In conclusion, the attacks on slavery made by the abolitionists from the Northern side brought up heated arguments between the south and the northern states. Even though the abolitionists did not in any way represent the majority of the northerners, the north still understood that as long as slavery existed there would always be a possibility of another rebellion. It was clear that the black population was now more than ever determined to get their freedom back and Turner’s rebellion was just but the first move. As much as slaves were killed during the rebellion more slaves felt inspired and some were ready to die if it meant that they would bring about freedom. This made the idea of emancipation more common in the North over time. The slaves were responsible for providing great revenue for plantation owners and farmers in the south and because of this, the people in the south were not open to the idea of Emancipation even after the rebellion (“North Carolina and The Nat Turner Slave Rebellion”, 2017). The institution of slavery was still booming in the south and this caused a lot of differences between the northerners who were considering the abolition of slavery and the southerners who were mostly anti-abolitionists.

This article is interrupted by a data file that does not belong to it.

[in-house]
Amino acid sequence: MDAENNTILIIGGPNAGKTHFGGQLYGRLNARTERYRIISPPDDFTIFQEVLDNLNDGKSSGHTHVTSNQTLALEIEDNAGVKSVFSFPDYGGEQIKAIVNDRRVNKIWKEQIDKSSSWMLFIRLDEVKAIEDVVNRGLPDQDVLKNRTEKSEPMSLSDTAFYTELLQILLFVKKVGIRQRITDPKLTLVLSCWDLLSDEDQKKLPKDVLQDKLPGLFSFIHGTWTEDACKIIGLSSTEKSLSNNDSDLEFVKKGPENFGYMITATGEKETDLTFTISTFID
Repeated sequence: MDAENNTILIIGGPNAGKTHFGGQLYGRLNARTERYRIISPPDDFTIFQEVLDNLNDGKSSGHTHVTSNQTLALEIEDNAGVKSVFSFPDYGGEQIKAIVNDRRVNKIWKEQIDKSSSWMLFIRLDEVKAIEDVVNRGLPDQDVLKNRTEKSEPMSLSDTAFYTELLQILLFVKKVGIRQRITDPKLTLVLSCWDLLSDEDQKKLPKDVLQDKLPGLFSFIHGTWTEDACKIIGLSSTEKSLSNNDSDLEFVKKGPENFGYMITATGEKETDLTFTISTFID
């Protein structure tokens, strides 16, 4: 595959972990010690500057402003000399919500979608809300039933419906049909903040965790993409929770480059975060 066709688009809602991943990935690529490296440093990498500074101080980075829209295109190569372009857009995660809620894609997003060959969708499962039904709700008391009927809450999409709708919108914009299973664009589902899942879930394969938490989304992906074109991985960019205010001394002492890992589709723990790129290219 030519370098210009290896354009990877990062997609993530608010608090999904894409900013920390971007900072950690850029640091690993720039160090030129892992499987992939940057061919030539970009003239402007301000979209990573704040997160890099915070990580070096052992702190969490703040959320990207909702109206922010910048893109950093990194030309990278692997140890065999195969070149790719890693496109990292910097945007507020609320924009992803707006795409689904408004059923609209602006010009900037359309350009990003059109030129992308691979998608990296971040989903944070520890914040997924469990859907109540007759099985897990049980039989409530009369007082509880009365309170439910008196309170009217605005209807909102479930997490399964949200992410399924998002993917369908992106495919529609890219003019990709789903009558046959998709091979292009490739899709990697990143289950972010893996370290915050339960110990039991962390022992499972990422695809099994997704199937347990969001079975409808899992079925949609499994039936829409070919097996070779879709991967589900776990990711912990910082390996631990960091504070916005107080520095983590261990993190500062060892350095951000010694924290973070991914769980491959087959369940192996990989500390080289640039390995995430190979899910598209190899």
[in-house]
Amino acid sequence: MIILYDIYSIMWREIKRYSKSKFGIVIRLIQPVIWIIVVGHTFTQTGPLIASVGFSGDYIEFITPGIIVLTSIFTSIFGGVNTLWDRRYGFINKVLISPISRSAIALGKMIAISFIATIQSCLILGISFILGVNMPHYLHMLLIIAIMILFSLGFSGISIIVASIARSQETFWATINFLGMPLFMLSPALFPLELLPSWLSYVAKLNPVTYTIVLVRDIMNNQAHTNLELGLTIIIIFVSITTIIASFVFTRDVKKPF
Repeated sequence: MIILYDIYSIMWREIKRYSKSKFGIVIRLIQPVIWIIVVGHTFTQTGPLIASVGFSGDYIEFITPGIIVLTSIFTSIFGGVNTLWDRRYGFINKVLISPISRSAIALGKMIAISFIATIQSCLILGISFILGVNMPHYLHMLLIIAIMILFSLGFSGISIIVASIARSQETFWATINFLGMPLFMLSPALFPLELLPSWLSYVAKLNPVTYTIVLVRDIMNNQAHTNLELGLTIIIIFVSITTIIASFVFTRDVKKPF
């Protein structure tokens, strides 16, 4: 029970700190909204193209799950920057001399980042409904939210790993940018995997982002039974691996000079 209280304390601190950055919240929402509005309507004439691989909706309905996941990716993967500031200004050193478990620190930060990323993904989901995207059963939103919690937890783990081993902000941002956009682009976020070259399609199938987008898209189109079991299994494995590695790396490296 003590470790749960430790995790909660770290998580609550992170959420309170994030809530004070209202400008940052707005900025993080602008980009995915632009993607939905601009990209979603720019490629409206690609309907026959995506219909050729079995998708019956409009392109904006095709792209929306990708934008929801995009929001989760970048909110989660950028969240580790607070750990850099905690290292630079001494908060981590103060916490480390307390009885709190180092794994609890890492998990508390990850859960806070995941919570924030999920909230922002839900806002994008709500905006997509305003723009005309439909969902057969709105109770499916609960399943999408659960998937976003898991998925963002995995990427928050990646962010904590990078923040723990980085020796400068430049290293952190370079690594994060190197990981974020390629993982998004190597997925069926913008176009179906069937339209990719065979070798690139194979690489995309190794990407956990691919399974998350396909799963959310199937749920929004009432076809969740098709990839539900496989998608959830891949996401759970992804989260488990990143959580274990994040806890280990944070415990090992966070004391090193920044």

As the two opposing sides pushed their viewpoints tension began to rise between the north and southern states. This brought about a lot of tension in the two states over the following years as both states backed up their viewpoints and beliefs in what was supposed to be done in relation to slavery. The more the northern side pushed its agendas about anti-slavery and abolition of the slavery institution the more the people on the south backed up their pro-slavery defenses. It would be safe to assume that Turner’s rebellion brought about the tension that eventually turned into the Civil War. It is the rift between the two states that sparked and ignited the Civil War that quickly developed after the Nat Turner rebellion. The war only made the condition of slaves worse and more detrimental.
- North Carolina and The Nat Turner Slave Rebellion: Whites and their Beloved Enemies · Civil War Era NC. (2017). Cwnc.omeka.chass.ncsu.edu. Retrieved 5 December 2017, from https://cwnc.omeka.chass.ncsu.edu/exhibits/show/slave-rebellion-enemies/introduction/introduction
- The Nat Turner rebellion. (2017). Historymatters.gmu.edu. Retrieved 5 December 2017, from http://historymatters.gmu.edu/d/6811
Offered for reference purposes only.